WASHINGTON – A newborn baby cannot hold or even swipe at an iPad, but Fisher-Price is providing a way to keep infants glued to the device.
The Newborn-to-Toddler App-tivity Seat for the iPad allows parents to strap a baby to the reclining bouncy chair and slip a tablet into an attached case that hovers above the infant’s face.
The seat is chafing parents and child advocates who say the introduction of screen technology so early is harmful to the health and development of babies. Fisher-Price’s seat seems to hit a new low, they say, but other retailers also are promoting holiday gifts that integrate tech into baby gear — even a potty training seat with an iPad stand.
Fisher-Price’s iPad seat is the “ultimate electronic baby sitter, whose very existence suggests that it’s fine to leave babies as young as newborns all alone and with an iPad inches from their face,” said Susan Linn, director of the Campaign for a Commercial-Free Childhood (CCFC), a child advocacy group.
The group has just launched a letter-writing campaign aimed at persuading Mattel, the parent company of Fisher-Price, to cease sales of the seat.
“Fisher-Price should stay true to its mission to foster learning and development by creating products for infants that promote, rather than undermine, interaction with caregivers,” Linn said.
Victor Strasburger, a doctor and professor of pediatrics at the University of New Mexico School of Medicine, said attaching iPads to babies’ seats is “a terrible idea.”
“Does anyone out there think that kids need more screen time?” Strasburger asked. “There is no need to hurry to expose kids to new technology — certainly not babies or newborns!”
Mattel promotes the seat as a way to entertain and foster a baby’s physical development. Fisher-Price describes the seat on its website as “a grow-with-me seat for baby that’s soothing, entertaining, and has a touch of technology, too.”
Mattel is already under pressure by the CCFC and other advocacy groups that have complained to the Federal Trade Commission that Fisher-Price’s mobile Apptivity suite of apps deceives consumers with promised educational benefits despite little research having been done to prove that online sites can help babies’ brain development.
Mattel encourages parents to download its iPad Apptivity apps, which it says “feature soft, soothing sounds and nature scenes, black-and-white images and high-contrast patterns that help develop eye-tracking skills.”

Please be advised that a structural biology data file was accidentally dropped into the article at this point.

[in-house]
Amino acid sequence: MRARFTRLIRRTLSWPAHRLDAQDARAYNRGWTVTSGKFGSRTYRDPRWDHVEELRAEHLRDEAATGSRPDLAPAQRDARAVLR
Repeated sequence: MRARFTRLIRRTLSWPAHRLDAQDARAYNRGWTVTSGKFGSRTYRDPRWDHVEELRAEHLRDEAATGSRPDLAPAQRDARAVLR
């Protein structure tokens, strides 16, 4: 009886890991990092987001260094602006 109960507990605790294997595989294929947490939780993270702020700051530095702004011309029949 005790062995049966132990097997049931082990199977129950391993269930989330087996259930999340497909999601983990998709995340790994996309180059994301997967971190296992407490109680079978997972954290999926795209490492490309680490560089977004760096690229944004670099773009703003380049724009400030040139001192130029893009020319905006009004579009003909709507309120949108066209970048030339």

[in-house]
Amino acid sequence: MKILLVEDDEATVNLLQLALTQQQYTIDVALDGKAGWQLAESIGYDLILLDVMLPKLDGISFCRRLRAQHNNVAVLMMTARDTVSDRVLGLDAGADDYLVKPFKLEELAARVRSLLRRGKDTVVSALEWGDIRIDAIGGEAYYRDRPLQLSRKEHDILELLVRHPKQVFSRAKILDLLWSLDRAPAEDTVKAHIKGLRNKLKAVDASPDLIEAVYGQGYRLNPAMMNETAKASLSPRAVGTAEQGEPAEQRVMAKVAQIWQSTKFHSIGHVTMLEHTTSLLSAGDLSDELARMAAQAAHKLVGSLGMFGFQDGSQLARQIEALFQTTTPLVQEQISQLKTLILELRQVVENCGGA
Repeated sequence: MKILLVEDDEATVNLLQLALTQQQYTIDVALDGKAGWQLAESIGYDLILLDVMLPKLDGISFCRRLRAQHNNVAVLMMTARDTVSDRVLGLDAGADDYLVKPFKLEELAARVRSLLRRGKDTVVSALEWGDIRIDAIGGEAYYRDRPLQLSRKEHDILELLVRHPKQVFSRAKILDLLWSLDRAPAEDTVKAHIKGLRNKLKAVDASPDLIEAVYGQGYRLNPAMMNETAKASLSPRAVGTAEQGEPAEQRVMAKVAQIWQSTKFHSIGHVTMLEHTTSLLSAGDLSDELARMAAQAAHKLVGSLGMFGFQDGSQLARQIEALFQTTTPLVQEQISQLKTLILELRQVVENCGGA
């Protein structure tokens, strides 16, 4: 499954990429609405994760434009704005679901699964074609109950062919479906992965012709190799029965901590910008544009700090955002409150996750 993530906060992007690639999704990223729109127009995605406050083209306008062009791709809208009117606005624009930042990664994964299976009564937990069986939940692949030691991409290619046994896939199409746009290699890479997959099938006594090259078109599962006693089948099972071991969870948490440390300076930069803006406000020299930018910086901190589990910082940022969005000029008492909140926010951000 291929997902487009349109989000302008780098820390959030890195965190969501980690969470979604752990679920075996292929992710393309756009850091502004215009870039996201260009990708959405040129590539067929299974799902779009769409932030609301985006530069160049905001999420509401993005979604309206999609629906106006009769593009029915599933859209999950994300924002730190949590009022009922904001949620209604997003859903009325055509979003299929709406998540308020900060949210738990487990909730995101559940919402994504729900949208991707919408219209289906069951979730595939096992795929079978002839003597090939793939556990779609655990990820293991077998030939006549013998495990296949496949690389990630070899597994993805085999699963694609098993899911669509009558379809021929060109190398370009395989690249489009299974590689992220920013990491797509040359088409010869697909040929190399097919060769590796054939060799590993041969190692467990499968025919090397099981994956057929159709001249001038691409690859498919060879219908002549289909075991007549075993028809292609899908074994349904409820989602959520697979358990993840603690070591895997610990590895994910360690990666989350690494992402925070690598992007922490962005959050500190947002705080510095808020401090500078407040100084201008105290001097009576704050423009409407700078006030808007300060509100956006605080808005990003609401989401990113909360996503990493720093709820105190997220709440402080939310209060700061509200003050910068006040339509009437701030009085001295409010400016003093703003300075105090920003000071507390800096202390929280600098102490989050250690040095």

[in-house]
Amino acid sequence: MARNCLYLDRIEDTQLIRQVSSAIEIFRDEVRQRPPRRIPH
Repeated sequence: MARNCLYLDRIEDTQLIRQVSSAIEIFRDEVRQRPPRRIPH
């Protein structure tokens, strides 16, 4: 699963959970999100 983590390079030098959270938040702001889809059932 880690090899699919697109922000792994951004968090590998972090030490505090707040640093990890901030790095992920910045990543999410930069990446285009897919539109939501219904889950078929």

Other retailers have created similar products aimed at putting screen devices in front of children at the earliest ages.
CTA Digital’s 2-in-1 iPotty With Activity Seat for iPad allows babies and toddlers to tap away at a tablet positioned in front of a plastic potty-training bowl. The company, which makes accessories for tablets and video games, has a commissioned study on its site that touts the use of technology in child development, including potty training.
“Many young children already love playing with their parents’ iPad, and now they can safely do so with the iPotty,” CTA Digital says on its website. “It provides a fun and comfortable place to sit, while learning how to safely use the potty, playing apps, reading books or watching video clips.”
The company said that despite some criticism, it has seen a boom in sales of the iPotty. The toilet trainer was first introduced a year ago and has become the company’s second-most-popular product for babies and children.
“Most families have technology in the home, and the reality is that kids are exposed already, and parents are trying to find the best ways to adapt into their lives the technology in a way that is safe and thoughtful,” said Lois Eiler, marketing associate for CTA Digital. The company also sells an iRocking play seat with an attached feeding tray that can be replaced as an iPad holder.
The American Academy of Pediatrics discourages screen time for children under the age of 2. Child advocates say children today are immersed more than ever in a world of screens. That constant access to games, television and the Internet may be taking away from family time, exercise and discovery in the physical world, critics say.